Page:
22. New PSA Markers A Multicenter Study of [-2]Pro-Prostate Specific Antigen Combined With Prostate Specific Antigen and Free Prostate Specific Antigen for Prostate Cancer Detection in the 2.0 to 10.0 ng/ml Prostate Specific Antigen Range William J. Catalona, Alan W. Partin, Martin G. Sanda, John T. Wei, George G. Klee, Chris H. Bangma, Kevin M. Slawin, Leonard S. Marks, Stacy Loeb, Dennis L. Broyles, Sanghyuk S. Shin, Amabelle B. Cruz, Daniel W. Chan, Lori J. Sokoll, William L. Roberts, Ron H.N. van Schaik, Isaac A. Mizrahi.J Urol 2011;185:1650-1655.

    23. New PSA Markers In the 2 to 10 ng/ml PSA range at 80% to 95% sensitivity, the specificity and AUC (0.703) of phi exceeded those of PSA and %f PSA

    24. Risk adjust screening by age and PSA (reduce false positives) • Reduce false positive PSA results by adding additional markers (4 kallikrein panel or -2(pro)PSA) (reduce indications for biopsy) • Active surveillance for low risk cancers (reduce harms of unnecessary therapy) • Refer patients who need treatment to high volume physicians or centers (reduce harm of necessary therapy) How to Increase the Benefits and Reduce the Risks of Screening for Prostate Cancer Vickers A, Roobol M, Lilja H. Annu. Rev. Med. 2012. 63:161–70.

    25. All-cause mortality for men with conservatively managed prostate cancerCharlson Comorbidity index 0 J Rider et al. Long-term outcomes according to risk category of prostate cancer. Nation-wide, population-based cohort. Eur Urol 2012.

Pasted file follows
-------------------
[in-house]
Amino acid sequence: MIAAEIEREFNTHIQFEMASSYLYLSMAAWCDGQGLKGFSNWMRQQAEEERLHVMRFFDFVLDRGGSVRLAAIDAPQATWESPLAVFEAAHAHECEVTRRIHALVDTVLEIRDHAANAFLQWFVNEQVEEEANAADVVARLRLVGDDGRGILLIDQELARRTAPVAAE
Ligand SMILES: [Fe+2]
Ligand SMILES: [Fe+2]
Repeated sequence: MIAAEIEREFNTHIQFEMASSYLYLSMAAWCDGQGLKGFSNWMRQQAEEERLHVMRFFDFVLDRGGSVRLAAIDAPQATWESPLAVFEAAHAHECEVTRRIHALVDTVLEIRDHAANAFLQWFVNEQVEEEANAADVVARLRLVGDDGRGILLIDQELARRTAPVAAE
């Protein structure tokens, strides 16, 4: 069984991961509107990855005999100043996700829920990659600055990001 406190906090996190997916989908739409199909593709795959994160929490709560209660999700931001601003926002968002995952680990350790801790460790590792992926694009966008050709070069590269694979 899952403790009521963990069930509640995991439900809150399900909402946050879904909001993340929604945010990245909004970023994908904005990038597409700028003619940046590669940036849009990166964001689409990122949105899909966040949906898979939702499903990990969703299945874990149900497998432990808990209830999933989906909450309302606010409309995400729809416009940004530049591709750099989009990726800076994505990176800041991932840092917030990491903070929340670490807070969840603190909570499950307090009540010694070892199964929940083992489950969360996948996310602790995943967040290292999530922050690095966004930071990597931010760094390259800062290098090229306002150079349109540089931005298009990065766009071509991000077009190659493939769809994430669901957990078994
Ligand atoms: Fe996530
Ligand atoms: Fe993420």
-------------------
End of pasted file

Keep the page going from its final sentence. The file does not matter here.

26. PIVOT: RP v. ObservationOverall results: all-cause and prostate cancer-specific mortalityN=731 Wilt et al. N Engl J Med 2012; 367:203

    27. PIVOT: RP v. ObservationPatients with high risk cancers PSA > 10 Wilt et al. N Engl J Med 2012; 367:203-213 All cause mortality in patients (n=251) with PSA > 10 ng/mL (HR 0.36, p<0.02). AUA High risk Prostate cancer mortality in patients (n=157) with high-risk cancer (HR 0.40, p=0.05)

    28. Randomized trial of RP v. WW Radical prostatectomy significantly reduced the risk of death from any cause (HR 0.75), death from prostate cancer (HR 0.62) and metastases (HR 0.59) compared to WW. The number needed to treat to avert one death was 15 overall and 7 for men younger than 65 years of age. RP also dramatically reduced the risk of clinical local progression (HR 0.34) and the need for hormone therapy. From: Bill-Axelson, A. et al. for the SPCG-4 Investigators. Radical Prostatectomy versus Watchful Waiting in Early Prostate Cancer. NEJM, 2011, 364:1708-1717.

    29. Klotz L et al. J Clin Onc 2010; 28:126

    30. Pathologic Organ Confined Number of new patients enrolled in active surveillance by year Biopsy Gleason 6

    31. Is PSA Screening for Prostate Cancer Dead?Is there anything better? • PSA screening, the way it has been done, should stop. We can screen more effectively, keeping the mortality rate from prostate cancer low without harming large numbers of men, by screening smarter: • Risk-adjusting the frequency of testing and repeating the test of an elevated level after 6-12 weeks • Using more specific panels of markers to reduce unnecessary biopsies • Expanding Active Surveillance for low-risk cancers and in older men • Referring patients to high-volume centers for treatment